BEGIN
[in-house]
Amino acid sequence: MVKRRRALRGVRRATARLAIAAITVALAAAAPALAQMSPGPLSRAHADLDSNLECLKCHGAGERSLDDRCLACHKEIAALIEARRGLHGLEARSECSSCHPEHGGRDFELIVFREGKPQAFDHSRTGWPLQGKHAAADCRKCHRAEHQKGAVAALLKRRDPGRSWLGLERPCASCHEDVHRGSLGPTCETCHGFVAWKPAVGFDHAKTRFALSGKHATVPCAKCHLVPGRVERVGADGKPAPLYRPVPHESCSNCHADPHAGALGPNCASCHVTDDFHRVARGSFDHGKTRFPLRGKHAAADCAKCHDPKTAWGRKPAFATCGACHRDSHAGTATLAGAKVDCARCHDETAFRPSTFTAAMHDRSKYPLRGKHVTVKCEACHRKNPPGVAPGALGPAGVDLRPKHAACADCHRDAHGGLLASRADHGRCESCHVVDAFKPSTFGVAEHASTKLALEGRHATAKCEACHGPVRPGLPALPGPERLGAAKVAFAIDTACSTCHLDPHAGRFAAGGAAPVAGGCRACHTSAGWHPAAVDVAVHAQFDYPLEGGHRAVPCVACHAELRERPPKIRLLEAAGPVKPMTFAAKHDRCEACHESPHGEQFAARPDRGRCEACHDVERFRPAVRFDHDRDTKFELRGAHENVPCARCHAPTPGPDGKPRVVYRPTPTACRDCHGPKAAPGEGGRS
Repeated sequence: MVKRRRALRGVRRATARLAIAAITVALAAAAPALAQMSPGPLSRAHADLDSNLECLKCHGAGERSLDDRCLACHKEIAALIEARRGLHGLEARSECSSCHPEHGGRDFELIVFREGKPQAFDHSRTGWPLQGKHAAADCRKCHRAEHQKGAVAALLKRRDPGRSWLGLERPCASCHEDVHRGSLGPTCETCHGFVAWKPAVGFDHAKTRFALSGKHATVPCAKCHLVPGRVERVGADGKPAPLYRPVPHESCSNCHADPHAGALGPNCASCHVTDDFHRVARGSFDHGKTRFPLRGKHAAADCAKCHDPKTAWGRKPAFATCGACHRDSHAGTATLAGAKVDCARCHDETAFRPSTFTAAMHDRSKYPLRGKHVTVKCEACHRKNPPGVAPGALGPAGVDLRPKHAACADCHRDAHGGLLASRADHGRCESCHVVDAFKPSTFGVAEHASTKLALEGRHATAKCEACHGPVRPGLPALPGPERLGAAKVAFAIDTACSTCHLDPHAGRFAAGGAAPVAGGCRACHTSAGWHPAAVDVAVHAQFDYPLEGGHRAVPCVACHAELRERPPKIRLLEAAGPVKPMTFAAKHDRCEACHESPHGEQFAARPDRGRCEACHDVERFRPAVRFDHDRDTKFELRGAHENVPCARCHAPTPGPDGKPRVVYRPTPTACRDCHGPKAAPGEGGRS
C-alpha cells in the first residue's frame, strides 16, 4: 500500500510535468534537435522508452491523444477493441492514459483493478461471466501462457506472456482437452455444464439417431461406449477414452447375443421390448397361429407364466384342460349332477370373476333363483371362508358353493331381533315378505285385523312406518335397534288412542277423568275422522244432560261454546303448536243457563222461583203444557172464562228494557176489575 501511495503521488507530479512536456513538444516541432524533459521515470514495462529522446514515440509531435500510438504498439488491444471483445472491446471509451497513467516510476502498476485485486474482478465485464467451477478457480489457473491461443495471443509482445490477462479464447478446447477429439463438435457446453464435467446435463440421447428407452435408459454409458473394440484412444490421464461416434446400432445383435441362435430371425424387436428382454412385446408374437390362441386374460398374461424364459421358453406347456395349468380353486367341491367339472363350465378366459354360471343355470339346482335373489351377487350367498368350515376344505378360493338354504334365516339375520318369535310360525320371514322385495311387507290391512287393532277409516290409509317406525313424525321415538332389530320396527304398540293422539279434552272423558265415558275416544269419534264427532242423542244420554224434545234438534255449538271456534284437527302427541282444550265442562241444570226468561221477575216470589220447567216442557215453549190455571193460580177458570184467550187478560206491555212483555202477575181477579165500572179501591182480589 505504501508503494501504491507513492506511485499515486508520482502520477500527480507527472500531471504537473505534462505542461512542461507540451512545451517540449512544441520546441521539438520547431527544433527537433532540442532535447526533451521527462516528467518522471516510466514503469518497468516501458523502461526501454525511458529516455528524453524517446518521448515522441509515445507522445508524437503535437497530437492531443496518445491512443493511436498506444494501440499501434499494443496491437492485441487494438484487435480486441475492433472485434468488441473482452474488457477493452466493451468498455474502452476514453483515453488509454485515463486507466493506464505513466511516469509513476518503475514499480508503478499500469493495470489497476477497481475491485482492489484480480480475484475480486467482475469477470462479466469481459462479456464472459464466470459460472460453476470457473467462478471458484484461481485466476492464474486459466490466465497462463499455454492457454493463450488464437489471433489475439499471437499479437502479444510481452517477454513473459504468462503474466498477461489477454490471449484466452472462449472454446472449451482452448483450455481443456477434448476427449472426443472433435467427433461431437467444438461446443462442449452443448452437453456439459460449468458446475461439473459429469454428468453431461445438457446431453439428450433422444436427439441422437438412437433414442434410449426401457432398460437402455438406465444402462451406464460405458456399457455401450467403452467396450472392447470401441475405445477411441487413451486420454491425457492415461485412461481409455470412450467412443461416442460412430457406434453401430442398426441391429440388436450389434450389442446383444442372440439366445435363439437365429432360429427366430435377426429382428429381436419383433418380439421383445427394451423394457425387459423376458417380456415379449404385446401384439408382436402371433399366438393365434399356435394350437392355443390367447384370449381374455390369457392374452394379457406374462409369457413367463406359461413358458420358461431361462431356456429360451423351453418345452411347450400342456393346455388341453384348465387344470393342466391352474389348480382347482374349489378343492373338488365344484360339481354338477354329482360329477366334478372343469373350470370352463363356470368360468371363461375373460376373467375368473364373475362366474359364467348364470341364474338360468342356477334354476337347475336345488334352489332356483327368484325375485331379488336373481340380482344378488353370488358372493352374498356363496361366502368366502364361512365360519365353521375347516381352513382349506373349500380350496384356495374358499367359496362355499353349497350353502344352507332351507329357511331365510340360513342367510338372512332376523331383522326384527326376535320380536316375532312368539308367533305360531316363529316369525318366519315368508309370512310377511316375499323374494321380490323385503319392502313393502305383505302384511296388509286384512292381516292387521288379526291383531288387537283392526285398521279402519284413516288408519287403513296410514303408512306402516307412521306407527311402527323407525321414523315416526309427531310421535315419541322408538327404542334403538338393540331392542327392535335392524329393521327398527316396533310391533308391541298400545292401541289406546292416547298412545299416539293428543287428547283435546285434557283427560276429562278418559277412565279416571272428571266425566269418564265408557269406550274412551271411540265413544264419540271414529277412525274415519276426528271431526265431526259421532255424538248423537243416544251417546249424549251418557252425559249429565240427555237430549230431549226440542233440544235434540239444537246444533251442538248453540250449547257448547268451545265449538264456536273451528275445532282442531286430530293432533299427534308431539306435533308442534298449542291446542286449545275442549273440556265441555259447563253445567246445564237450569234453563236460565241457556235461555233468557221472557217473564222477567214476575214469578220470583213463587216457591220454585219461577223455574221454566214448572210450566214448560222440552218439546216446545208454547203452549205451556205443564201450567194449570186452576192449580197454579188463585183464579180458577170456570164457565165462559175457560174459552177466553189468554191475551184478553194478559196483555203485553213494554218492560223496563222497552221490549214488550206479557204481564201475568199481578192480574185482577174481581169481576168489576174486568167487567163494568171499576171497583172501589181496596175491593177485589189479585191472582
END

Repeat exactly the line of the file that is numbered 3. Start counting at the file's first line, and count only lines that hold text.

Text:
Repeated sequence: MVKRRRALRGVRRATARLAIAAITVALAAAAPALAQMSPGPLSRAHADLDSNLECLKCHGAGERSLDDRCLACHKEIAALIEARRGLHGLEARSECSSCHPEHGGRDFELIVFREGKPQAFDHSRTGWPLQGKHAAADCRKCHRAEHQKGAVAALLKRRDPGRSWLGLERPCASCHEDVHRGSLGPTCETCHGFVAWKPAVGFDHAKTRFALSGKHATVPCAKCHLVPGRVERVGADGKPAPLYRPVPHESCSNCHADPHAGALGPNCASCHVTDDFHRVARGSFDHGKTRFPLRGKHAAADCAKCHDPKTAWGRKPAFATCGACHRDSHAGTATLAGAKVDCARCHDETAFRPSTFTAAMHDRSKYPLRGKHVTVKCEACHRKNPPGVAPGALGPAGVDLRPKHAACADCHRDAHGGLLASRADHGRCESCHVVDAFKPSTFGVAEHASTKLALEGRHATAKCEACHGPVRPGLPALPGPERLGAAKVAFAIDTACSTCHLDPHAGRFAAGGAAPVAGGCRACHTSAGWHPAAVDVAVHAQFDYPLEGGHRAVPCVACHAELRERPPKIRLLEAAGPVKPMTFAAKHDRCEACHESPHGEQFAARPDRGRCEACHDVERFRPAVRFDHDRDTKFELRGAHENVPCARCHAPTPGPDGKPRVVYRPTPTACRDCHGPKAAPGEGGRS